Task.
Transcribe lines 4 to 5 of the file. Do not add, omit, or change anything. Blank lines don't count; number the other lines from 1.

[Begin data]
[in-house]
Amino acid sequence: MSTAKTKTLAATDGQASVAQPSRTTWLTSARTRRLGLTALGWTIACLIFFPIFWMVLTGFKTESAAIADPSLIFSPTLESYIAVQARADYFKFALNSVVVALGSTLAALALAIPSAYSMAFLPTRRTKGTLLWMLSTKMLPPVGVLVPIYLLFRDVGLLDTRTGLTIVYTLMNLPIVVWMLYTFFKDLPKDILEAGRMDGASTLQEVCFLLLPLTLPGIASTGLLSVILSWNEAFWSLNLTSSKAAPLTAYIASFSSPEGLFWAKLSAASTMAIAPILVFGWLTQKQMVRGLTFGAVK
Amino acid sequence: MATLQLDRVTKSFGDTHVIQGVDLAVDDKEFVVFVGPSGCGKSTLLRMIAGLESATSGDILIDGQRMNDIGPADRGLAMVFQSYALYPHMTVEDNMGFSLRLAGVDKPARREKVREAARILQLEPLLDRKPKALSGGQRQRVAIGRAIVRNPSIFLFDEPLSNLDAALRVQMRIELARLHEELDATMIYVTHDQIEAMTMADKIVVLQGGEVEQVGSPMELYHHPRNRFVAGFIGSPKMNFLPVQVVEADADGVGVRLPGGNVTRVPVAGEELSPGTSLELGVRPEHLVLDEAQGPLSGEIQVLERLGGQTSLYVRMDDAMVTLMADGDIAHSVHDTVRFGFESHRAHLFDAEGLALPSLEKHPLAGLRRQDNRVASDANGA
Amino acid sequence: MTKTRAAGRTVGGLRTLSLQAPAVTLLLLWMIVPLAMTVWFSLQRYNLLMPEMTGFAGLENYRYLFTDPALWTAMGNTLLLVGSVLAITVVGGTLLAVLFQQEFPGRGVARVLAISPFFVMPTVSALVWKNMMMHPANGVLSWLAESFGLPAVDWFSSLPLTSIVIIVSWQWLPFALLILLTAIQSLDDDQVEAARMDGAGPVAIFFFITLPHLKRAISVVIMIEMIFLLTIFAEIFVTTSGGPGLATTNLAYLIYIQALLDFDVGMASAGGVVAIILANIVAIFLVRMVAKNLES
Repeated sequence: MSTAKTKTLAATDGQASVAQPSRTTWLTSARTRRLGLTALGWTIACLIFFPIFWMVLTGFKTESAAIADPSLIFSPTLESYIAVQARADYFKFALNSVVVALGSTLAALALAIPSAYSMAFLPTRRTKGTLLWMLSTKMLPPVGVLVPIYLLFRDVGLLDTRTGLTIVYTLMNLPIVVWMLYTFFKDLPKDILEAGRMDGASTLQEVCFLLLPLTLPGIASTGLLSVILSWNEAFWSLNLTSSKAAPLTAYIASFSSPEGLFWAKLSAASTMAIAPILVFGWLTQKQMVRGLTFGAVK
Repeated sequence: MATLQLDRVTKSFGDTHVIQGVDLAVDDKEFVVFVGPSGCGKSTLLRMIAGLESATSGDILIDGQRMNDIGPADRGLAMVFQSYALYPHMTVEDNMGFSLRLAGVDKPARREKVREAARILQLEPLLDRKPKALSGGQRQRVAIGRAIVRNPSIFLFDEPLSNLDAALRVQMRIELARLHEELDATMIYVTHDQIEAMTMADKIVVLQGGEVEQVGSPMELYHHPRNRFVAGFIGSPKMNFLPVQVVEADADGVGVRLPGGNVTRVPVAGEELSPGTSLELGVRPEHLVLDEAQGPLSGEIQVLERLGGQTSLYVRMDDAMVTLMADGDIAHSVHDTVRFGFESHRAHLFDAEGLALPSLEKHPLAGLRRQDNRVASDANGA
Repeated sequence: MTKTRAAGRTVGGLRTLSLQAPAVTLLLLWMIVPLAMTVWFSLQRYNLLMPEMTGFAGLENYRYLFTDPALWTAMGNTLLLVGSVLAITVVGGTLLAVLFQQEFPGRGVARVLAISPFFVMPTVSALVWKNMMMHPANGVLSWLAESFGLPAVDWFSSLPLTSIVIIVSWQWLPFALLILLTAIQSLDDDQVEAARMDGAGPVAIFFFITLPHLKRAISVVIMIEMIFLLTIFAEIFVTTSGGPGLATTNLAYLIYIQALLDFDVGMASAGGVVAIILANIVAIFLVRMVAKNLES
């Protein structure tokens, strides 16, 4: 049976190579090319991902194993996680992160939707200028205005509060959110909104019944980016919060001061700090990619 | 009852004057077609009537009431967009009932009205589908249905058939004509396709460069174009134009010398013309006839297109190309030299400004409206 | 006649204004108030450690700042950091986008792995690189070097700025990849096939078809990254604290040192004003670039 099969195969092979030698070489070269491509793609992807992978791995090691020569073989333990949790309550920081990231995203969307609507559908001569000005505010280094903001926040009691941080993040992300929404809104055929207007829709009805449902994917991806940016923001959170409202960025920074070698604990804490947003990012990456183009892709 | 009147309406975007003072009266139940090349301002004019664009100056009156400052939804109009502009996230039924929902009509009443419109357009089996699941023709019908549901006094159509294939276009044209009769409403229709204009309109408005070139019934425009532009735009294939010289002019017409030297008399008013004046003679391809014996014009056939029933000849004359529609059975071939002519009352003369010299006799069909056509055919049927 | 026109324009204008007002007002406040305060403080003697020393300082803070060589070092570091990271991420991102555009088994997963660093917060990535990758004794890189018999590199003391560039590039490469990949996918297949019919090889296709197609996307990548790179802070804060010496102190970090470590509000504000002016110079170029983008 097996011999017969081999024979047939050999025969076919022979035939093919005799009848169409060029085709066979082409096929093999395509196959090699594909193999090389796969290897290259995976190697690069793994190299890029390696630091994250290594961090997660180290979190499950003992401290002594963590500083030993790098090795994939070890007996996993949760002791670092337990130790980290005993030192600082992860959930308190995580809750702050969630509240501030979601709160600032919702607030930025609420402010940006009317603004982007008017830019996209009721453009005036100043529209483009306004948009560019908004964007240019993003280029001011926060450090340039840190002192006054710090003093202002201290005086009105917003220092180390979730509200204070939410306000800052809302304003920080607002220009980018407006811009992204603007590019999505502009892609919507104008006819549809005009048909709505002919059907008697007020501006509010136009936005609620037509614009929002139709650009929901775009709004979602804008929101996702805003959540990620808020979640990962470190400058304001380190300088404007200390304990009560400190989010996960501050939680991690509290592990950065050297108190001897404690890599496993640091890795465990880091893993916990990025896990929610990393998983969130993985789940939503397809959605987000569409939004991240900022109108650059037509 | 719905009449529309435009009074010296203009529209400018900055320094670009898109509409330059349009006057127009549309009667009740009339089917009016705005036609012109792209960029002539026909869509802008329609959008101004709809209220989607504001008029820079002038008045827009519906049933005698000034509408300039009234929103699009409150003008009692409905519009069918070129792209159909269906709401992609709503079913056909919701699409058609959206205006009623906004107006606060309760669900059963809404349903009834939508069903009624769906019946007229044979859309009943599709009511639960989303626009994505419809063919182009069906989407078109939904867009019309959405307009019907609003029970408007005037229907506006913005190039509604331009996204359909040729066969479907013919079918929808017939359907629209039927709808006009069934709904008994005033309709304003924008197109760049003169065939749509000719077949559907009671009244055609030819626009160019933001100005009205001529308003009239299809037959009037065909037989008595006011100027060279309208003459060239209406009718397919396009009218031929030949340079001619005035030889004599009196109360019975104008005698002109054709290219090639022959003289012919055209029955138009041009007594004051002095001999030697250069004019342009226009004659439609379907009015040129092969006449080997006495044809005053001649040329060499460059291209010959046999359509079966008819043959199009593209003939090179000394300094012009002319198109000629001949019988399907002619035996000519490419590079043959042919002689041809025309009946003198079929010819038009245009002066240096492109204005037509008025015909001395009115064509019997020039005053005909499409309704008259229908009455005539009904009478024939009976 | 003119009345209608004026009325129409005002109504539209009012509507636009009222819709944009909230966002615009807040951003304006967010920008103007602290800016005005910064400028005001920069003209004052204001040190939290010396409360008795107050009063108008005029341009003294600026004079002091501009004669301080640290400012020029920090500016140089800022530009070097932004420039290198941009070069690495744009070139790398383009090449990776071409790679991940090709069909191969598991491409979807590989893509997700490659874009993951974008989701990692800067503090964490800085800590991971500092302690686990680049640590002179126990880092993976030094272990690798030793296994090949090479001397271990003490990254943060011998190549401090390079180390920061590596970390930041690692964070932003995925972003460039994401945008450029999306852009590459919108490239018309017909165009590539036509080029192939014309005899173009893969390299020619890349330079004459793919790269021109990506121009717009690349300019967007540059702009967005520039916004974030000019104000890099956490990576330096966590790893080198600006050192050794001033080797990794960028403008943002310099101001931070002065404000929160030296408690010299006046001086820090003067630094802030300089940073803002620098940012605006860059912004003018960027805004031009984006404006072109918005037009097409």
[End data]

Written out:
Amino acid sequence: MTKTRAAGRTVGGLRTLSLQAPAVTLLLLWMIVPLAMTVWFSLQRYNLLMPEMTGFAGLENYRYLFTDPALWTAMGNTLLLVGSVLAITVVGGTLLAVLFQQEFPGRGVARVLAISPFFVMPTVSALVWKNMMMHPANGVLSWLAESFGLPAVDWFSSLPLTSIVIIVSWQWLPFALLILLTAIQSLDDDQVEAARMDGAGPVAIFFFITLPHLKRAISVVIMIEMIFLLTIFAEIFVTTSGGPGLATTNLAYLIYIQALLDFDVGMASAGGVVAIILANIVAIFLVRMVAKNLES
Repeated sequence: MSTAKTKTLAATDGQASVAQPSRTTWLTSARTRRLGLTALGWTIACLIFFPIFWMVLTGFKTESAAIADPSLIFSPTLESYIAVQARADYFKFALNSVVVALGSTLAALALAIPSAYSMAFLPTRRTKGTLLWMLSTKMLPPVGVLVPIYLLFRDVGLLDTRTGLTIVYTLMNLPIVVWMLYTFFKDLPKDILEAGRMDGASTLQEVCFLLLPLTLPGIASTGLLSVILSWNEAFWSLNLTSSKAAPLTAYIASFSSPEGLFWAKLSAASTMAIAPILVFGWLTQKQMVRGLTFGAVK